I have met some inspiring people – Robert, one of a group sharing their street by creating a new housing co-op; Angela, who responded to a fire on Hastings Pier by getting everyone signed up to buy it for community use; Charlie, the MP who wants to turn his constituency port into a mutual; Sam Roddick who is taking on the cause of Britain’s bees…

I have nothing more to say myself – talked hoarse, and no doubt repeated myself frequently.

We ended up in every newspaper – except, funnily enough, the late News of the World.

Thank you to all the team and all the co-ops and friends involved.

It’s not too late to add into the online Little Book of Sharing – have a look


Posted By Red Button Design
On 8 July 2011 - 8:17pm

Following on from my last blog post I am very pleased to report that we had a successful launch in Mwingi!
The Midomo units arrived in Mombasa complete apart from steel work and wheels, (though with unexpectedly *bright pink* tap attachments!) We began the local fabrication process in our warehouse in Nairobi moving work into the local community at Mwingi as soon as we'd gauged their capacity. In the end there was very little that James and I needed to co-ordinate centrally. The significant hours of design work we'd devoted to engineering a product suitable for local manufacture / maintenance seemed to pay off; next steps will involve securing a ...more

Posted By Changemakers blogs
On 8 July 2011 - 7:31pm

On Thursday, July 14, 2011, Ashoka's Changemakers®, supported by Google, will bring entrepreneurs, innovators and enthusiasts from around the world to discuss how to boost media access and participation for people marginalized by political and economic barriers around the world.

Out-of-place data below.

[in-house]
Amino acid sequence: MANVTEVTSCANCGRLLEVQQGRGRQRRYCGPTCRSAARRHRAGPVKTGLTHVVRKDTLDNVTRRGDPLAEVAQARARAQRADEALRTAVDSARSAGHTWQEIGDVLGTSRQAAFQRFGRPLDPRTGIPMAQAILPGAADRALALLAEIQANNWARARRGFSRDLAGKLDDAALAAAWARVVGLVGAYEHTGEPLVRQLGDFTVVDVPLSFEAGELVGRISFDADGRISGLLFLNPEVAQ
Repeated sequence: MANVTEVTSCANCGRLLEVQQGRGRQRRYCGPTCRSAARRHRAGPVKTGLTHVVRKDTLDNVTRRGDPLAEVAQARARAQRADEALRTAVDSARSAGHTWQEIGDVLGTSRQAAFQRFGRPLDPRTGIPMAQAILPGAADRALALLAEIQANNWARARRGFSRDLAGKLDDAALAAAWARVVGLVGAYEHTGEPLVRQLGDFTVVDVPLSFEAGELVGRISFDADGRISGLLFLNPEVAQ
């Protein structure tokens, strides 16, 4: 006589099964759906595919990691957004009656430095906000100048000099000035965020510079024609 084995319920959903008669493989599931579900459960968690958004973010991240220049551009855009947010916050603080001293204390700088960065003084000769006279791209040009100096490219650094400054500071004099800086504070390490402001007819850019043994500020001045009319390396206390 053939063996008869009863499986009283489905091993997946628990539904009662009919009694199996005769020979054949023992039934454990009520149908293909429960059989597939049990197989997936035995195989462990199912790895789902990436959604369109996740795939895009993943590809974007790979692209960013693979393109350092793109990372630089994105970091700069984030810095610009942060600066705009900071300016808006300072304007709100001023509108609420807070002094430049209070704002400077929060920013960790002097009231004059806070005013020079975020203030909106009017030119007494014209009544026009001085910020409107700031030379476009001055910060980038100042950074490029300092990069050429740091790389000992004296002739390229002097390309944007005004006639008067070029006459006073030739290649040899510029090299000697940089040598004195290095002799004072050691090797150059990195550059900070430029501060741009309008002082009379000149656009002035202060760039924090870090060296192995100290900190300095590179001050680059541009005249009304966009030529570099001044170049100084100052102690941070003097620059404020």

Ashoka’s Changemakers invites you to participate in this multilingual #SocEntNOM #SocEntChat on Twitter between 2:00 p.m. and 4:00 p.m. (ET), to share -- and NOMINATE -- your innovative ideas and solutions that address the partnerships, programs and people that will make Citizen Media possible.


On 8 July 2011 - 5:05pm

Mullahera, India is starting to even out the imbalanced ratio of the male/female population.  In the past, and even in the current day, having girls is not considered an “asset” to the family.  Many births are aborted, or even deaths occur when a new child is a baby girl.

Mullahera is changing this: the district put together a program providing compensation of $2,200 for any woman who will keep their baby girl.  Hopefully it will become an example for the rest of India and other countries that are struggling with this issue.

For the whole article, check out “India Tries Cash Incentives to Save Its Girls” in The Christian Science Monitor.


Posted By Changemakers blogs
On 8 July 2011 - 4:28pm

[Editor's note: This post was written by Alison Craiglow Hockenberry, contributing editor at Ashoka Changemakers®, and originally featured on the Huffington Post.]

Jürgen Griesbeck plays hard because of a murder. After his friend Andrés Escobar, a Colombian national soccer player, was killed for botching a goal in a 1994 World Cup game, Griesbeck set to work making sure the game itself -- football, as most of the world calls it -- became an agent for helping to end violence.

"When I heard the news about Andrés it was about five in the morning and it hurt so deeply," Griesbeck said. He started Football for Peace in Escobar's hometown, Medellín, which was ...more